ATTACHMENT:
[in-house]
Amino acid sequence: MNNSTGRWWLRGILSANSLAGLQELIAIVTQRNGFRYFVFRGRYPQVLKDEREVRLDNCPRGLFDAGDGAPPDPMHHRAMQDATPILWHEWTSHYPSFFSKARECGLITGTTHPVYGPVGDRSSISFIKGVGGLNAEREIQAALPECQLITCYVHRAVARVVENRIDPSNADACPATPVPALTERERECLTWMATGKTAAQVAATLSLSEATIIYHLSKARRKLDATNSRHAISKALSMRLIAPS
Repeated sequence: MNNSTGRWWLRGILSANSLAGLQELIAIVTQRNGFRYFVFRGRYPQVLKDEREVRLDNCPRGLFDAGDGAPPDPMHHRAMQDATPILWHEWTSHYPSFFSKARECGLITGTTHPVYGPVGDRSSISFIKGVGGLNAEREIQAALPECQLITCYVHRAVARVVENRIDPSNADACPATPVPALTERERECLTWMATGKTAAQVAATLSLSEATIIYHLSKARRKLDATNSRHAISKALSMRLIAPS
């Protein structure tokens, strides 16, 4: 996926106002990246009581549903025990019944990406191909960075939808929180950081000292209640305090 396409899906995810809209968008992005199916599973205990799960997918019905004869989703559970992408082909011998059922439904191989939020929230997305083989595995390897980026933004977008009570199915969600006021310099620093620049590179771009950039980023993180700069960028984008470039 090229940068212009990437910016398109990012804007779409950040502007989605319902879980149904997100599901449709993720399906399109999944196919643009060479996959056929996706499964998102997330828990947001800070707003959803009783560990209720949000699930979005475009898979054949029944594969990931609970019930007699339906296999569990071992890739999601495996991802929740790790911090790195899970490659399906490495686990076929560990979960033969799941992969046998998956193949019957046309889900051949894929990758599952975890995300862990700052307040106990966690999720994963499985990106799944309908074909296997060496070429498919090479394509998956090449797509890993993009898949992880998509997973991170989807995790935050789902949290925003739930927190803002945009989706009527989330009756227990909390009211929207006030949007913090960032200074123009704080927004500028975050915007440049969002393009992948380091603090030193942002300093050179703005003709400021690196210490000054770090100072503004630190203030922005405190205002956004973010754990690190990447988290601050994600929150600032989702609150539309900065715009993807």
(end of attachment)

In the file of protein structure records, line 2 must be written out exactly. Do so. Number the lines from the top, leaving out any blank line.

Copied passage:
Amino acid sequence: MNNSTGRWWLRGILSANSLAGLQELIAIVTQRNGFRYFVFRGRYPQVLKDEREVRLDNCPRGLFDAGDGAPPDPMHHRAMQDATPILWHEWTSHYPSFFSKARECGLITGTTHPVYGPVGDRSSISFIKGVGGLNAEREIQAALPECQLITCYVHRAVARVVENRIDPSNADACPATPVPALTERERECLTWMATGKTAAQVAATLSLSEATIIYHLSKARRKLDATNSRHAISKALSMRLIAPS